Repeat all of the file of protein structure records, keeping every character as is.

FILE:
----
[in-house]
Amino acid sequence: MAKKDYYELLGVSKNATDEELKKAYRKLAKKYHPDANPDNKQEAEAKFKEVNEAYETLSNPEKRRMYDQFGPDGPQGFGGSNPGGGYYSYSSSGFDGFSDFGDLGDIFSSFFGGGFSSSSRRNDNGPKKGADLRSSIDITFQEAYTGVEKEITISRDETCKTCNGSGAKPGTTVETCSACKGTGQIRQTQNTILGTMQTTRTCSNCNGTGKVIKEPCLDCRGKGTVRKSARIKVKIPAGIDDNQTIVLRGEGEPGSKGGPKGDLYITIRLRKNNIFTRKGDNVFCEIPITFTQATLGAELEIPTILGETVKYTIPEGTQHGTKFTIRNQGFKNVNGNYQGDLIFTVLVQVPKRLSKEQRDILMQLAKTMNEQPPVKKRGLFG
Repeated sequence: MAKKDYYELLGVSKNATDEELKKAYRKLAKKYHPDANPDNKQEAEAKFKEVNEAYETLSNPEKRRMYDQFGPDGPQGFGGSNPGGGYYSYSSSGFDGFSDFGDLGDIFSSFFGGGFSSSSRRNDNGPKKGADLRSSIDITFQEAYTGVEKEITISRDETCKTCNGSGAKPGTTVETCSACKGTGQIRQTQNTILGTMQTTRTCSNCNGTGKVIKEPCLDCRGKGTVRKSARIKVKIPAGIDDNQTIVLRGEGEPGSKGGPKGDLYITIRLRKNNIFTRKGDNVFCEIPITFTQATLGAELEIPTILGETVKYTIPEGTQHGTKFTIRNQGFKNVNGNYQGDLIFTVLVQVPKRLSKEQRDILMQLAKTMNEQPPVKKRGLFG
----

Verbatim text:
[in-house]
Amino acid sequence: MAKKDYYELLGVSKNATDEELKKAYRKLAKKYHPDANPDNKQEAEAKFKEVNEAYETLSNPEKRRMYDQFGPDGPQGFGGSNPGGGYYSYSSSGFDGFSDFGDLGDIFSSFFGGGFSSSSRRNDNGPKKGADLRSSIDITFQEAYTGVEKEITISRDETCKTCNGSGAKPGTTVETCSACKGTGQIRQTQNTILGTMQTTRTCSNCNGTGKVIKEPCLDCRGKGTVRKSARIKVKIPAGIDDNQTIVLRGEGEPGSKGGPKGDLYITIRLRKNNIFTRKGDNVFCEIPITFTQATLGAELEIPTILGETVKYTIPEGTQHGTKFTIRNQGFKNVNGNYQGDLIFTVLVQVPKRLSKEQRDILMQLAKTMNEQPPVKKRGLFG
Repeated sequence: MAKKDYYELLGVSKNATDEELKKAYRKLAKKYHPDANPDNKQEAEAKFKEVNEAYETLSNPEKRRMYDQFGPDGPQGFGGSNPGGGYYSYSSSGFDGFSDFGDLGDIFSSFFGGGFSSSSRRNDNGPKKGADLRSSIDITFQEAYTGVEKEITISRDETCKTCNGSGAKPGTTVETCSACKGTGQIRQTQNTILGTMQTTRTCSNCNGTGKVIKEPCLDCRGKGTVRKSARIKVKIPAGIDDNQTIVLRGEGEPGSKGGPKGDLYITIRLRKNNIFTRKGDNVFCEIPITFTQATLGAELEIPTILGETVKYTIPEGTQHGTKFTIRNQGFKNVNGNYQGDLIFTVLVQVPKRLSKEQRDILMQLAKTMNEQPPVKKRGLFG